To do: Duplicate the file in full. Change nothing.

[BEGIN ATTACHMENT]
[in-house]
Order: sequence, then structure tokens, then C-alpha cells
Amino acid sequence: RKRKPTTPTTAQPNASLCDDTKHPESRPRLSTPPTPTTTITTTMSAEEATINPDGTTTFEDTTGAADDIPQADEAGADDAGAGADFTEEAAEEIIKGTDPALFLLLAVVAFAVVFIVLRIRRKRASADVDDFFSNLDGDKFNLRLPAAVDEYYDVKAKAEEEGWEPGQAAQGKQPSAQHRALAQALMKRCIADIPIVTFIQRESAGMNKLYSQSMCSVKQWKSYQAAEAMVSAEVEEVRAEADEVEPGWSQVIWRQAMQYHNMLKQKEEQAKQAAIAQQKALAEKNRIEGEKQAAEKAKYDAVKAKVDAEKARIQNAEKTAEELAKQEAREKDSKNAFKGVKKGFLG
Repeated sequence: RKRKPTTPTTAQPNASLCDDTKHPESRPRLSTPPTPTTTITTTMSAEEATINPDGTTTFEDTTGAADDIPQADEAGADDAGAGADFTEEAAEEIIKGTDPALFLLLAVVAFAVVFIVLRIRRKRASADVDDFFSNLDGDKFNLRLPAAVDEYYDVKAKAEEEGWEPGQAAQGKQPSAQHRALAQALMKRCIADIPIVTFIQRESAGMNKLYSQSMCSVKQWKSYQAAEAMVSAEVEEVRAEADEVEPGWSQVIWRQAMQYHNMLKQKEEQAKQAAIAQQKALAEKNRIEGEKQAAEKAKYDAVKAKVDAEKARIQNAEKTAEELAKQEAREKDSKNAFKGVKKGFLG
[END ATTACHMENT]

[in-house]
Order: sequence, then structure tokens, then C-alpha cells
Amino acid sequence: RKRKPTTPTTAQPNASLCDDTKHPESRPRLSTPPTPTTTITTTMSAEEATINPDGTTTFEDTTGAADDIPQADEAGADDAGAGADFTEEAAEEIIKGTDPALFLLLAVVAFAVVFIVLRIRRKRASADVDDFFSNLDGDKFNLRLPAAVDEYYDVKAKAEEEGWEPGQAAQGKQPSAQHRALAQALMKRCIADIPIVTFIQRESAGMNKLYSQSMCSVKQWKSYQAAEAMVSAEVEEVRAEADEVEPGWSQVIWRQAMQYHNMLKQKEEQAKQAAIAQQKALAEKNRIEGEKQAAEKAKYDAVKAKVDAEKARIQNAEKTAEELAKQEAREKDSKNAFKGVKKGFLG
Repeated sequence: RKRKPTTPTTAQPNASLCDDTKHPESRPRLSTPPTPTTTITTTMSAEEATINPDGTTTFEDTTGAADDIPQADEAGADDAGAGADFTEEAAEEIIKGTDPALFLLLAVVAFAVVFIVLRIRRKRASADVDDFFSNLDGDKFNLRLPAAVDEYYDVKAKAEEEGWEPGQAAQGKQPSAQHRALAQALMKRCIADIPIVTFIQRESAGMNKLYSQSMCSVKQWKSYQAAEAMVSAEVEEVRAEADEVEPGWSQVIWRQAMQYHNMLKQKEEQAKQAAIAQQKALAEKNRIEGEKQAAEKAKYDAVKAKVDAEKARIQNAEKTAEELAKQEAREKDSKNAFKGVKKGFLG